Former CONNECT resident, Jennifer, shares some incredible insight with future caregivers about being on the resident side of care.
Jennifer spoke on August 6 about her experience as a CONNECT resident to four students from Kwantlen College, who spent two weeks doing a practicum at CONNECT in Langley.
Kwantlen is one of three schools that sends students to CONNECT to complete practicums.
The hour-long talk was emotional – both for Jennifer and the students.
“As caregivers, you are the ones who can show people with brain injury and illness the respect they deserve as humans,” Jennifer told the students. “There are lots of cases where people come from facilities where they haven’t been treated like individuals. They’ve been treated like cattle.”
She explained to the students that while a resident may lash out with anger, sadness or frustration, it’s not something they should take personally. The emotion comes from the loss of independence that so many people with injury experience.
“I want to be able to open the door myself but I can’t. I rely on you. So I may be mad – not because of you – but because of the lack of independence.
“Everybody was independent before they got injured or sick. They had families, pets, jobs. They paid their bills and did their laundry. It’s a very hard pill to swallow when you suddenly need help to go to the bathroom.”
Before she got sick, Jennifer was married, worked as a manager at a glass manufacturing company, had her Class 4, 5, and 6 licenses, and describes herself as fiercely independent. Jennifer described how her morning routine used to take 15 minutes. Wake up, pee, put on a housecoat, make coffee, go outside and have a cigarette. That routine now takes 45 minutes and requires assistance.
More than three years ago, Jennifer was diagnosed with Bickerstaff Brain Stem Encephalitis, a rare disease that attacks the brain stem. She said she was only the 64th case in recorded medical history.
What started as blurred vision and heightened senses of smell and hearing resulted in a drug-induced coma when her lungs stopped working.
After a month and a half in a coma, 18 months at Royal Columbia, a short stay at GF Strong and a few weeks at Queen’s Park, Jennifer was sent to CONNECT, where she stayed for more than a year. She now lives in a family care home.
Jennifer can walk short distances but spends most of her time in a wheelchair, the mobility in her arms is limited and she has emotional lability, a sometimes irrational emotional response to circumstances.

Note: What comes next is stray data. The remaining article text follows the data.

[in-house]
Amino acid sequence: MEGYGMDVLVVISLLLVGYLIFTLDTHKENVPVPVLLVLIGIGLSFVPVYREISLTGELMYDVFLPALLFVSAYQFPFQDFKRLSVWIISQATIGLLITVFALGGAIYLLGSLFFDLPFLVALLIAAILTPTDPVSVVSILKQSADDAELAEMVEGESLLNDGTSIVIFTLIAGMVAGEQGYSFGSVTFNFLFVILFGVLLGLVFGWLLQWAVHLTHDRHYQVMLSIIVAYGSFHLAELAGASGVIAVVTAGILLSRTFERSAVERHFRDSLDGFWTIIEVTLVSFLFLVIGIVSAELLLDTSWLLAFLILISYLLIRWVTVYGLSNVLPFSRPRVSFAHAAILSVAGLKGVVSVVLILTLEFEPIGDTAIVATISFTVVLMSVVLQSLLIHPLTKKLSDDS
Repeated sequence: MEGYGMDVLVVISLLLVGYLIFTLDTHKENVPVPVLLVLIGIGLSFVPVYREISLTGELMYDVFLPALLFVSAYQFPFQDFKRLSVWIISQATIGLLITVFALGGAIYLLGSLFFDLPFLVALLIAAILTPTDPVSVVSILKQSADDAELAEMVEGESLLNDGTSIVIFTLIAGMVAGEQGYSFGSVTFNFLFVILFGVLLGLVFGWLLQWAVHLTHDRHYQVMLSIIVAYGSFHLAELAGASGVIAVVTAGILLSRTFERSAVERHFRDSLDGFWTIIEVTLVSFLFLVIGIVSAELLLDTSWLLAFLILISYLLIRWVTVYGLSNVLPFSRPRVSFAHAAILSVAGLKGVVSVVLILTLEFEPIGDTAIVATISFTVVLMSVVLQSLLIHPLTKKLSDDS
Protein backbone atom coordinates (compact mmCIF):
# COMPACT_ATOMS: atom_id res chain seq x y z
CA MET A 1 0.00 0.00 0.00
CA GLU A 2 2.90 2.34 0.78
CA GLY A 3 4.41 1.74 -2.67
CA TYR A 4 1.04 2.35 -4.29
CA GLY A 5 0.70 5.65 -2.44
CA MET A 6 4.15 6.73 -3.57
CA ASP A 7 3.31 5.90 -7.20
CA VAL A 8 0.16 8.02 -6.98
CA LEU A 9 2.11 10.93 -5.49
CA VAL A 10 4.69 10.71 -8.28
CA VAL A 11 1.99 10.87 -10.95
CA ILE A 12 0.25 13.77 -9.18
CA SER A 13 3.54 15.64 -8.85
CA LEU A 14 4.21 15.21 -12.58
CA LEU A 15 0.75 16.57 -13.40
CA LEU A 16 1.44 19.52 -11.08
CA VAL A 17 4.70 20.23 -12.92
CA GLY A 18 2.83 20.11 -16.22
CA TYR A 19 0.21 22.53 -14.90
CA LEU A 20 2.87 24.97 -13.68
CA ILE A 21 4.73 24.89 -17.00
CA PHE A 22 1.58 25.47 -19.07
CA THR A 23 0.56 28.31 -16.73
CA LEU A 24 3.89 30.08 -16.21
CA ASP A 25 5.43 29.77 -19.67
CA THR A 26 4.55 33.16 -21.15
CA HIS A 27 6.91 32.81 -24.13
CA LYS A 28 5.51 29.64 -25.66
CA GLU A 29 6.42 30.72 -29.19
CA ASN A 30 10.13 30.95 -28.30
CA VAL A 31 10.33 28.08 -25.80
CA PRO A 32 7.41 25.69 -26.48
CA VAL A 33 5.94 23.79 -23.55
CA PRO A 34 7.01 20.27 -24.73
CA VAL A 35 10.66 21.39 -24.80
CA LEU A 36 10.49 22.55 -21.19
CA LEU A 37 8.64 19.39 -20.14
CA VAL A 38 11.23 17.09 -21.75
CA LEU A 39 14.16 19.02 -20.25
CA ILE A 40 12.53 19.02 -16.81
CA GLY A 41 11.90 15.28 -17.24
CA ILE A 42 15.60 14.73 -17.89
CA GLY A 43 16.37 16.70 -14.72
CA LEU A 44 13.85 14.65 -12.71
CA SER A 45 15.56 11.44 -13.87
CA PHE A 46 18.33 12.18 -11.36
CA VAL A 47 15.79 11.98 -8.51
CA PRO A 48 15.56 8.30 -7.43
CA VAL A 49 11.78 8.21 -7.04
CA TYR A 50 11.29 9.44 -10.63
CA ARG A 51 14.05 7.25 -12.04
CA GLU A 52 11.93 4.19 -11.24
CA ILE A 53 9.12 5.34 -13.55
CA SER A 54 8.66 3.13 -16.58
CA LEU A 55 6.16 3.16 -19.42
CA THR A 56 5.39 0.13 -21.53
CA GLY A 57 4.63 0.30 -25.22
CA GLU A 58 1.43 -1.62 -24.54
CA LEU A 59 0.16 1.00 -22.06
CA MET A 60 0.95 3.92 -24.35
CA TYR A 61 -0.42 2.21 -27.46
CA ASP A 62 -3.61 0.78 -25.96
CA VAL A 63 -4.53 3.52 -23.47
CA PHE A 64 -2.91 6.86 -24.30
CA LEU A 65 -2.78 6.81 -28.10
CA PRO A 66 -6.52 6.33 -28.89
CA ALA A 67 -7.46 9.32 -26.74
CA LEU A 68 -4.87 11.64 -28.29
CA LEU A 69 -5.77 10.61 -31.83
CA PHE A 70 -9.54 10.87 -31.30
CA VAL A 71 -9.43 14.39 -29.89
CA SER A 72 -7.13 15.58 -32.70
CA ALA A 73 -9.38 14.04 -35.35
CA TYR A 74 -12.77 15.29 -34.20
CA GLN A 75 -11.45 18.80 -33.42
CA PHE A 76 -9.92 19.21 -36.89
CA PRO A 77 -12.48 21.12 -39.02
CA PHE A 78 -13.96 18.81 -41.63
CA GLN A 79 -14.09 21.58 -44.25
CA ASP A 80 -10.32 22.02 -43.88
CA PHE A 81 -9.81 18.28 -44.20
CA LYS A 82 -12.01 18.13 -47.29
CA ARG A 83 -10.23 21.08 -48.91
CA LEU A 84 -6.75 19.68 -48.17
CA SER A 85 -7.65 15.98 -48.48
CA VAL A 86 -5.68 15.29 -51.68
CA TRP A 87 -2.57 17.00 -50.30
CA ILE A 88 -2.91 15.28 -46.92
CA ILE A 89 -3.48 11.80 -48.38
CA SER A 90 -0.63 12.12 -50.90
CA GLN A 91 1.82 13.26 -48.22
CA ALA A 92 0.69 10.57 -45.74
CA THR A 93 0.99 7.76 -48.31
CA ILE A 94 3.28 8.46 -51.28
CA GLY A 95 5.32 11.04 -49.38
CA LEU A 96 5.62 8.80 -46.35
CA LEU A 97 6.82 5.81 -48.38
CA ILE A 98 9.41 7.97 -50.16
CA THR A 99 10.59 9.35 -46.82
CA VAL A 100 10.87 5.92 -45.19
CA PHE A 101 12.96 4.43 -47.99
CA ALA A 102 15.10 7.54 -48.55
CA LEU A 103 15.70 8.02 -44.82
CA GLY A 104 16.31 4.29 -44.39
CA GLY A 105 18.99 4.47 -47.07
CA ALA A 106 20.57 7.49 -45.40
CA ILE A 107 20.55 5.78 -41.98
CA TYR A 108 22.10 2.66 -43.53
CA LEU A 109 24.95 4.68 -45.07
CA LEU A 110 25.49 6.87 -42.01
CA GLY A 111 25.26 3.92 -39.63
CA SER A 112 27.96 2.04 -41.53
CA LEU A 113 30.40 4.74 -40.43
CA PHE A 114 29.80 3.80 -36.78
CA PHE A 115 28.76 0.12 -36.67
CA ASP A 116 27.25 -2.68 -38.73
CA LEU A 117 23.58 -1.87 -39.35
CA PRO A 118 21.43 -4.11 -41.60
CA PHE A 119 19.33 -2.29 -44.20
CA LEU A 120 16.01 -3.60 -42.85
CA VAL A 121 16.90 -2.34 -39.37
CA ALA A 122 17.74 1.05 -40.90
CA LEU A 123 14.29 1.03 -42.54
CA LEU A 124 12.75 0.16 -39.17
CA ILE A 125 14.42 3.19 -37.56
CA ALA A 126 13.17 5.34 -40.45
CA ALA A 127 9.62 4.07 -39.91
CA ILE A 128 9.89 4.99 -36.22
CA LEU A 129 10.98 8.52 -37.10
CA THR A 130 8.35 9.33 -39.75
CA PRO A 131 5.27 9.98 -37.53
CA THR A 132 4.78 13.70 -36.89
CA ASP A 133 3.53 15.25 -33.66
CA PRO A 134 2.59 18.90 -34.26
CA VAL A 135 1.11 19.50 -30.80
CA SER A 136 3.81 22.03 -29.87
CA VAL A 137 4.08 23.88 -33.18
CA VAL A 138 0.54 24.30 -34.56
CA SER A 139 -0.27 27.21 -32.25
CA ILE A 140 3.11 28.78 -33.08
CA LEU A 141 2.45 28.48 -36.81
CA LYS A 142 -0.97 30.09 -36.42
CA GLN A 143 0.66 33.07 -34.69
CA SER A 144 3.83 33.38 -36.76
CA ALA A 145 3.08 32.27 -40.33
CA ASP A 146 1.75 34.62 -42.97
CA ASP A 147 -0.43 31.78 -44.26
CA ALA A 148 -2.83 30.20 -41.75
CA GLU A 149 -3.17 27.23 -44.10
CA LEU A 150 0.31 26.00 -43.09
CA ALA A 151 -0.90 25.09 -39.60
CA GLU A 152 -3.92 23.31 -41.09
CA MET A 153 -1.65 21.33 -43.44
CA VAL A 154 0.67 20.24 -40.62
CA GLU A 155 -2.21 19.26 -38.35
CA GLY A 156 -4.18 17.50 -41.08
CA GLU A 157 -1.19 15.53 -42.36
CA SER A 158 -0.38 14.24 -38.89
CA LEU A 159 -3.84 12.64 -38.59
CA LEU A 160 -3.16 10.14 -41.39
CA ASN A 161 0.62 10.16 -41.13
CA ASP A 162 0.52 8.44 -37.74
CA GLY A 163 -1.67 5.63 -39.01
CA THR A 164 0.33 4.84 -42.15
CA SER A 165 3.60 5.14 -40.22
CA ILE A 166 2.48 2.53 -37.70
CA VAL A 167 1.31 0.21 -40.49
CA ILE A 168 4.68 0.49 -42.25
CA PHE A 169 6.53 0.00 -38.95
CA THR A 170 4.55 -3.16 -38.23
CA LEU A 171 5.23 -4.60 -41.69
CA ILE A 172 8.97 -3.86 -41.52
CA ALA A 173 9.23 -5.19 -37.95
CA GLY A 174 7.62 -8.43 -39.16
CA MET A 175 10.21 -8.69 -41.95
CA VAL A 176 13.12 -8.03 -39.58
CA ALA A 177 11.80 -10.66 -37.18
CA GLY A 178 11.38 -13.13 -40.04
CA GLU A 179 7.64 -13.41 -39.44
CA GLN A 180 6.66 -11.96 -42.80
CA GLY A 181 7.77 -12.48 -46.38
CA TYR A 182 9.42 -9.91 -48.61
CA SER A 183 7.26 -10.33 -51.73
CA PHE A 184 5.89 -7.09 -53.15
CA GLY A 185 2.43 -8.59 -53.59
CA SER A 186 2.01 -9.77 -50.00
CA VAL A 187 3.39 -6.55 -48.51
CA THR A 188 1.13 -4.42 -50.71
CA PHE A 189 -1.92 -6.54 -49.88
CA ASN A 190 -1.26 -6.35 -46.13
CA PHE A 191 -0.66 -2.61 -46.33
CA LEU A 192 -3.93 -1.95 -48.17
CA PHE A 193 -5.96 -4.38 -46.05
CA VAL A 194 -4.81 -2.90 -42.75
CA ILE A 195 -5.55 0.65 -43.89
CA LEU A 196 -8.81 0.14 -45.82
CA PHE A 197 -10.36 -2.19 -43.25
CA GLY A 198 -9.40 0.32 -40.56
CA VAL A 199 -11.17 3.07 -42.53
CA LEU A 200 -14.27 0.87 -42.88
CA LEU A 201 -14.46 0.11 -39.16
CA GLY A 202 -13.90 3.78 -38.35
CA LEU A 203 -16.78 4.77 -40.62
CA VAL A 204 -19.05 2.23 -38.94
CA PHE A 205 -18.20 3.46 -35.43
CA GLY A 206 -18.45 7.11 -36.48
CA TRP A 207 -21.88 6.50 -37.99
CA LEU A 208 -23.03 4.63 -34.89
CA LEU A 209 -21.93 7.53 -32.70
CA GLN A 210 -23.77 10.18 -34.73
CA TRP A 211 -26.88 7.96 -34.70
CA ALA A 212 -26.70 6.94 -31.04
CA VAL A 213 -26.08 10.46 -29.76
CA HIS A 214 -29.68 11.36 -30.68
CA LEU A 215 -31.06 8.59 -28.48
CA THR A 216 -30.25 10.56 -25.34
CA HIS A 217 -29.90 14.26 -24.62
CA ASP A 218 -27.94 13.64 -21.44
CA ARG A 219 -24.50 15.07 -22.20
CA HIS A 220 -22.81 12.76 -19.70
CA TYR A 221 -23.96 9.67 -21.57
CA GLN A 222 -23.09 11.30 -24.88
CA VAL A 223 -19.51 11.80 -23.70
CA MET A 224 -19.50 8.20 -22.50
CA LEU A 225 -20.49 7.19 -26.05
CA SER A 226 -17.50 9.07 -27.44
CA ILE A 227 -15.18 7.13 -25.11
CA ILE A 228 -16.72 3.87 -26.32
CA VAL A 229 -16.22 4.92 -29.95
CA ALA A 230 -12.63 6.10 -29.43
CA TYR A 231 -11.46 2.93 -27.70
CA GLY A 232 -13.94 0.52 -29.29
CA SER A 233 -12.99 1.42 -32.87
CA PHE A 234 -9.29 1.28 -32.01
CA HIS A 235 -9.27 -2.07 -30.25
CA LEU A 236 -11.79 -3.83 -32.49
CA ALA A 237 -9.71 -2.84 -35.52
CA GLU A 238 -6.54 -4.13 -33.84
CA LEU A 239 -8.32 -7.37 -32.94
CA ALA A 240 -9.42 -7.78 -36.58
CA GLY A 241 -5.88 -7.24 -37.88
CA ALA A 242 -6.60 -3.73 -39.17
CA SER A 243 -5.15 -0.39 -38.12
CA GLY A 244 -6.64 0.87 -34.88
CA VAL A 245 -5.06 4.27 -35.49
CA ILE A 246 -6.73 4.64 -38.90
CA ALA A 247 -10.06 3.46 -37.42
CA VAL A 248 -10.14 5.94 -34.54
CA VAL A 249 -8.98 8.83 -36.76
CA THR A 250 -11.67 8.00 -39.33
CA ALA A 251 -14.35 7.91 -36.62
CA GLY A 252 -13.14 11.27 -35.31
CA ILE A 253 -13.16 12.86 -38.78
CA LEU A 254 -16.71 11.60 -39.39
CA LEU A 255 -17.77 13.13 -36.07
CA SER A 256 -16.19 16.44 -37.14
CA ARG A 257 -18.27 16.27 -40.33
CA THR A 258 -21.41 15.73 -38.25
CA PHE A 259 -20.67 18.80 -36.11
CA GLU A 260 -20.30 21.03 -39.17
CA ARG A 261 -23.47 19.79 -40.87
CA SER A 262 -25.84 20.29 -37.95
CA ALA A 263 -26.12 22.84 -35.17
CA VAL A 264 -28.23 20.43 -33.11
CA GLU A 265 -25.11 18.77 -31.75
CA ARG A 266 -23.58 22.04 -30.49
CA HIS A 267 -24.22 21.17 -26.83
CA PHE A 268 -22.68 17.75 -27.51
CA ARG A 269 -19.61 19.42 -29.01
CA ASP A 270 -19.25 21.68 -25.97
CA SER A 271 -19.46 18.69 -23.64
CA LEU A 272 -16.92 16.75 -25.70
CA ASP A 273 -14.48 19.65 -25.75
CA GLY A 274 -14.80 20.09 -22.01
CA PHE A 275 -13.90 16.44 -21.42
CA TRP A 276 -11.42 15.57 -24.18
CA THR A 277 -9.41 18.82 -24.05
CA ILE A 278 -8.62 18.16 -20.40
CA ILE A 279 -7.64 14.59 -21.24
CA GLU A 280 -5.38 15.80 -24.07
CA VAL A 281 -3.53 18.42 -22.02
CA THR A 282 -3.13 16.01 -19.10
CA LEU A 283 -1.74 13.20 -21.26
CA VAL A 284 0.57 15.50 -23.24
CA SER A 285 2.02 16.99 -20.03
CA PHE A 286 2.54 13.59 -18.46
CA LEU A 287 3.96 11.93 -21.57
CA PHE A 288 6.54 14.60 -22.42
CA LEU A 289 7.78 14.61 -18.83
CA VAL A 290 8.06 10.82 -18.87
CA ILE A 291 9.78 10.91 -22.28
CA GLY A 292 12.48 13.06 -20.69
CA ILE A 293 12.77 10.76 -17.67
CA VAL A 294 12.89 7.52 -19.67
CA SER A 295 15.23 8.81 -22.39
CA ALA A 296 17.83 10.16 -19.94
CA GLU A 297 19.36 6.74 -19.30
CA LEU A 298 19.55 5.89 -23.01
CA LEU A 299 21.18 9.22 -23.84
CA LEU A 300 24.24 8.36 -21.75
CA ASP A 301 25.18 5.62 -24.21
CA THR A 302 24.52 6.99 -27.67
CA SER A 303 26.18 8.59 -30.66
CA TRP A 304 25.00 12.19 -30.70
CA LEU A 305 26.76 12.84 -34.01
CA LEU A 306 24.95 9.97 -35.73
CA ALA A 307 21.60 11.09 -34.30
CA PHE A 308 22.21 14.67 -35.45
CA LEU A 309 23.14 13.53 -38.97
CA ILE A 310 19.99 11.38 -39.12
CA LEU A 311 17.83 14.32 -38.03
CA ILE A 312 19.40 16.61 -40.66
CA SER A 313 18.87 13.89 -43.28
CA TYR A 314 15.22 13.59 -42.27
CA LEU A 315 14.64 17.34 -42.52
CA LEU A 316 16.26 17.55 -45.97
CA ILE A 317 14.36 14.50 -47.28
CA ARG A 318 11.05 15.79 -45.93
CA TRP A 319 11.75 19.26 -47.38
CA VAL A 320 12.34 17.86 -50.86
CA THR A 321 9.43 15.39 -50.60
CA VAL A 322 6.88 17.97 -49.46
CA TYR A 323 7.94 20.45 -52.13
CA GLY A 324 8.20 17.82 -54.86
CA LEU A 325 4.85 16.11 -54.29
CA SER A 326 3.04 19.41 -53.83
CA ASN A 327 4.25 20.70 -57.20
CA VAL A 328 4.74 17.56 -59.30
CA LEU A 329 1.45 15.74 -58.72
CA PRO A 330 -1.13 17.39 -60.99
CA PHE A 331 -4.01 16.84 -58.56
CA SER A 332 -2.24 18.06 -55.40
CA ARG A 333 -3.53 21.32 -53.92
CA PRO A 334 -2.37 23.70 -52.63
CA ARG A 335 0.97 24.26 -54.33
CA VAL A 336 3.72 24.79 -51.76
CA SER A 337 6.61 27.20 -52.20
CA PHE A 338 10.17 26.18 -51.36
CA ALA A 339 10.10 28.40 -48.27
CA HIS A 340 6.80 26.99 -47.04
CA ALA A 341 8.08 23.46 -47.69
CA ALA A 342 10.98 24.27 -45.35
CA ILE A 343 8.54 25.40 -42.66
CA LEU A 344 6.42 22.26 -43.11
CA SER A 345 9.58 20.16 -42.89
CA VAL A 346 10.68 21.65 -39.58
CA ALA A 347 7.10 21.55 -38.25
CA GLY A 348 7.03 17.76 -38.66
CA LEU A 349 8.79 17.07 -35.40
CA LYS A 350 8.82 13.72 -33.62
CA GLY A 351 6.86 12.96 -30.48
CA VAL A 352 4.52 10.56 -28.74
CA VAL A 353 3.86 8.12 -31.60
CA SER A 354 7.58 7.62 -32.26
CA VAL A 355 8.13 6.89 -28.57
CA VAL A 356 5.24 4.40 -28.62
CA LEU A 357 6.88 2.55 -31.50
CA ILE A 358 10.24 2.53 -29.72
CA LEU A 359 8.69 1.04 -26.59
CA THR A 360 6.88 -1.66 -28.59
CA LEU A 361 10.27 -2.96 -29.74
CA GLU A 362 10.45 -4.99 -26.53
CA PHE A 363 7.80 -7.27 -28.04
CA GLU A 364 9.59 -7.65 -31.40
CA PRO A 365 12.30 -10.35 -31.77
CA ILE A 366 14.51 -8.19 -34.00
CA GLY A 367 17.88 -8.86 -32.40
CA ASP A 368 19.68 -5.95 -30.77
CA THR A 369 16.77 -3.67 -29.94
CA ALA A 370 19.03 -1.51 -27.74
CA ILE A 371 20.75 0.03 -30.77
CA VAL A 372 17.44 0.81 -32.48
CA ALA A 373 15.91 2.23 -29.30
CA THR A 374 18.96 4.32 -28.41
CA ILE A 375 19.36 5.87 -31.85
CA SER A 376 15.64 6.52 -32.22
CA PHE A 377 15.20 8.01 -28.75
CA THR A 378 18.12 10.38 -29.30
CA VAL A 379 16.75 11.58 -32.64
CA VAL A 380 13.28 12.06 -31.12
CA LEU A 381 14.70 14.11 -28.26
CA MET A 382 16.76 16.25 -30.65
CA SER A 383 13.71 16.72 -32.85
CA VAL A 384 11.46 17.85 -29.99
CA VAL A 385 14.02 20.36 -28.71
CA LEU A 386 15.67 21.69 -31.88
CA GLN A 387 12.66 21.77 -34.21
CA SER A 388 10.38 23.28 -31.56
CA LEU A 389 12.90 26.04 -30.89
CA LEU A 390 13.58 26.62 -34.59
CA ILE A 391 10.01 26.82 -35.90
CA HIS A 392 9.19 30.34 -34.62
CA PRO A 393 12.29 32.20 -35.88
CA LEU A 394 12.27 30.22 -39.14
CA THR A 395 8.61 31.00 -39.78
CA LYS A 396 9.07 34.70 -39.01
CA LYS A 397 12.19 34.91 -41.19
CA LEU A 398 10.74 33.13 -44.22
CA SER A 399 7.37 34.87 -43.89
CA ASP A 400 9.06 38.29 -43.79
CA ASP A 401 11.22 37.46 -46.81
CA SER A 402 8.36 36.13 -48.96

“Where a person will typically sign or roll their eyes, I will sometimes burst into tears or have a tantrum. I can’t control it and I find it frustrating and embarrassing when I can’t get through a sentence without crying five times.”
Student Jennifer Browning thanked Jennifer for sharing her story and perspective.
“What an eye opener. Thank you so much,” said Browning. “I think you move people with your emotions and I think that’s a positive thing. I don’t think you should be embarrassed about it.”
Jill Koppang, Resource Leader at CONNECT, said her goal would be to have this kind of talk early in the schooling of every caregiver.
“Jennifer has even been involved in our hiring process because who better to interview potential caregivers than the person receiving care?”
Koppang started incorporating Jennifer into her student orientations about a year ago after recognizing her invaluable perspective and her willingness to share.
Student Olive Becker said Jennifer provided some important insight into receiving personal care.
“I now understand the frustration and embarrassment that accompanies toileting, for example,” said Becker. “I can see how that comes from a place of dependence, when you used to be completely independent.”
Jennifer said the most important thing for a caregiver to remember is to treat residents with respect, compassion and to be a good listener.
“I am fortunate because I have the ability to speak, but a lot of people are trapped inside their heads and cannot communicate. Just remember that there is a human being in that bag a flesh. Someone with hopes and dreams and wants and needs. And they want to be treated with some humanity.”
Koppang encouraged the students to be curious when working with residents, to ask questions in order to get to the bottom of what they need and want. When residents are non-verbal, caregivers have to be even more curious and find creative ways to meet their needs.